Monday, August 31, 2009

Modelling – Sweet mother of fudge it’s powerful

I’m not talking about the kind of modelling that lets you take advantage of naïve hotties on your casting couch, unfortunately. The kind of modelling I’m talking about is business modelling. And what it lacks in hotties on your casting couch, it makes up for in ridiculous amounts of money it pulls from your businesses (for those of you reading who actually HAVE businesses).

Here are the premises that I’m assuming – If these don’t fit your business, this article won’t be useful to you:

1. You have a business
2. Your business is built on repeat business
3. You maintain a database of customers (or clients, or patients, or whatever) and their financial history with your company
4. You want to make more money

Okay. If those don’t fit, move to the next article, because this one will bore you.

There are lots of really simple ways to model, and depending on the data you have available, you can also get into some really esoteric & wacky statistical analysis to show you links between customer behaviour & increased money.

Like most things in life, the simple methods are the ones that have the greatest leverage (IE doing them will make you a LOT of money), while the complex ones give very marginal gains. Or, to put it another way, you only need to worry about the highly complex modelling once you’ve maxed out the very simple models that we’ll be talking about (and very few people have done that). So let’s look at a few simple models.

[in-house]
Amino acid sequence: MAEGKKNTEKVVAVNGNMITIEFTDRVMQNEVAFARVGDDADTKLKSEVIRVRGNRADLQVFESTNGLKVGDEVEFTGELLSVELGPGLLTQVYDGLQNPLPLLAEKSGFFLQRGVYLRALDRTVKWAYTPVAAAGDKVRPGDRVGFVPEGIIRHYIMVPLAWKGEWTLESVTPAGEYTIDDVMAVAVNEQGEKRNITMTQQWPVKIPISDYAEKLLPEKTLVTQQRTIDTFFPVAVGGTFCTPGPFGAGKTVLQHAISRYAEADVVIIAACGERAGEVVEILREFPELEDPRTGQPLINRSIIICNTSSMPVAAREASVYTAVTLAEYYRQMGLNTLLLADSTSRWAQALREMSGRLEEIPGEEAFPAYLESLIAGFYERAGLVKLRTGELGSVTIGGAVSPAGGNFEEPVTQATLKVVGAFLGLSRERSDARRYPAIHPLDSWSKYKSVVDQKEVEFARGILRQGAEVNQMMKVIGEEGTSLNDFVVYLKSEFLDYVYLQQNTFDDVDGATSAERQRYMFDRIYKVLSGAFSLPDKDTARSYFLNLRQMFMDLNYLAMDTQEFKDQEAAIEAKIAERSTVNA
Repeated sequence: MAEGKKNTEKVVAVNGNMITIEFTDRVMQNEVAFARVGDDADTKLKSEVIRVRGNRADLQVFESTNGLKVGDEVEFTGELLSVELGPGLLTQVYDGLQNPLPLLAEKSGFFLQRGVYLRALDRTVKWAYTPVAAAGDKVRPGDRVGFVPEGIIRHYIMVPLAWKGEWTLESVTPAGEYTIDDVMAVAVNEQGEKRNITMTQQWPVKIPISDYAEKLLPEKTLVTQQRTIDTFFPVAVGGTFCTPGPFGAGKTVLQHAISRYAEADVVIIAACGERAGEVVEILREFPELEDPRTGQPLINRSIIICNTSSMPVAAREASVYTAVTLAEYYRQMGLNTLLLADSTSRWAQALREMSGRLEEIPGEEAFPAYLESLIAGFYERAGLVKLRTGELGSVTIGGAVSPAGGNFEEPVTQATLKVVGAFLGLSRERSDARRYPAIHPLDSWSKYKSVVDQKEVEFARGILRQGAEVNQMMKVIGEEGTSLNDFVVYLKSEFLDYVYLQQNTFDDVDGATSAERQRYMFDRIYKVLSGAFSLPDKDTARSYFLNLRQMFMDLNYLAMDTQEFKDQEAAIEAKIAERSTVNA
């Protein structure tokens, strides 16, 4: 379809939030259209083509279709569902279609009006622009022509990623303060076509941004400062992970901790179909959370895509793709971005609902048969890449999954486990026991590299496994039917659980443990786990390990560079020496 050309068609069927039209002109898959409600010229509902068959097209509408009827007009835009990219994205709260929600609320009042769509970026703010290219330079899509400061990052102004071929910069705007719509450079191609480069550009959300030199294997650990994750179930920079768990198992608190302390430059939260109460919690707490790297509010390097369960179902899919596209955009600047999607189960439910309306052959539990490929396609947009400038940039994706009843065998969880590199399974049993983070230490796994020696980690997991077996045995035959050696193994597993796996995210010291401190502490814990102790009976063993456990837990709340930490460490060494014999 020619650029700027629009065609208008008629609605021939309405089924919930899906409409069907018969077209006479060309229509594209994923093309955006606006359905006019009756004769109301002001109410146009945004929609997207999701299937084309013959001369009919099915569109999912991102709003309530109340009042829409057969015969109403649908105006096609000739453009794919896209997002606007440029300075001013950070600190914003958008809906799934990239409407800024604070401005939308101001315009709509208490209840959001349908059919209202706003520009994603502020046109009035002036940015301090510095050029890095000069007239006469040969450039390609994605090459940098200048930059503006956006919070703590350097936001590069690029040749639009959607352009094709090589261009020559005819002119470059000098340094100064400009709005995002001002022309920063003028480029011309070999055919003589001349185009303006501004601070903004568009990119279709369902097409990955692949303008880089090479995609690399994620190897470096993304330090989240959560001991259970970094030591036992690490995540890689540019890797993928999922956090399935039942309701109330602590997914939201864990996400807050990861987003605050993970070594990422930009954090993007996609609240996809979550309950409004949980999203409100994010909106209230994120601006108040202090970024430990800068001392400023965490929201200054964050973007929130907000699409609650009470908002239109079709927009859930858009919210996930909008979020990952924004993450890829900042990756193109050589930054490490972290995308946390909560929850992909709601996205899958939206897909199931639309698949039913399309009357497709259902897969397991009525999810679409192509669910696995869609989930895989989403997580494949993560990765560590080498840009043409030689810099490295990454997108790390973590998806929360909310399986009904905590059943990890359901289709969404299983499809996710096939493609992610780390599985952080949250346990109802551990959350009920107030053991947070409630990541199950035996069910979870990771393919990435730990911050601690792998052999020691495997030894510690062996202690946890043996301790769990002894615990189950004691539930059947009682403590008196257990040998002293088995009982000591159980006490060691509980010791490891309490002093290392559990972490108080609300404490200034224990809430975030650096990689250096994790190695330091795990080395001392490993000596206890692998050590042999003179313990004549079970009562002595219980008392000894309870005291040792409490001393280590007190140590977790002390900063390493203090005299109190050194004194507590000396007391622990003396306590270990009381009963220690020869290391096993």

The first model you want to create is the Lifetime Value of a Client model – It’s the one we’ve all heard about a billion times, but rarely implemented. Again, this is a useless exercise if you don’t have a running concern, but if you’ve got a nice backlog of data, then pull it out and figure out how many visits an average client comes in for, and how much they spend. (Later, you can do separate analysis to determine if people who come in less frequently spend more, or if there’s any indication that there’s a ‘per visit maximum’ people will spend, etc. But for now, just figure out how often they come in, and how much they spend).

Now comes the fun part. You want to dive in DEEP to these numbers. Don’t just accept them at face value. After all, it’s great knowing that when somebody comes in they’ll have an average of 38 visits. But you know that averages are dangerous… So start asking better questions. What is the average visit number if somebody comes in a 2nd time? A 5th time? A 10th time?

What do the visit & spending profiles of people look like based on their age when they start doing business with you? You might find out that somebody who’s over 40 will be 3X as valuable to you as somebody who’s under 25 – that’d be nice to know for when you’re crafting marketing & referral campaigns.

Now, exactly how you get these ever so useful numbers will depend on the format of your database, of course. What I’ve found is that for non-tech geeks like myself, it’s often easiest just to pull all the relevant data you want to look at into a single excel page, and then manipulate from there. Of course, however you want to actually get the data is up to you, but I’m going to give a super low-tech example to walk through.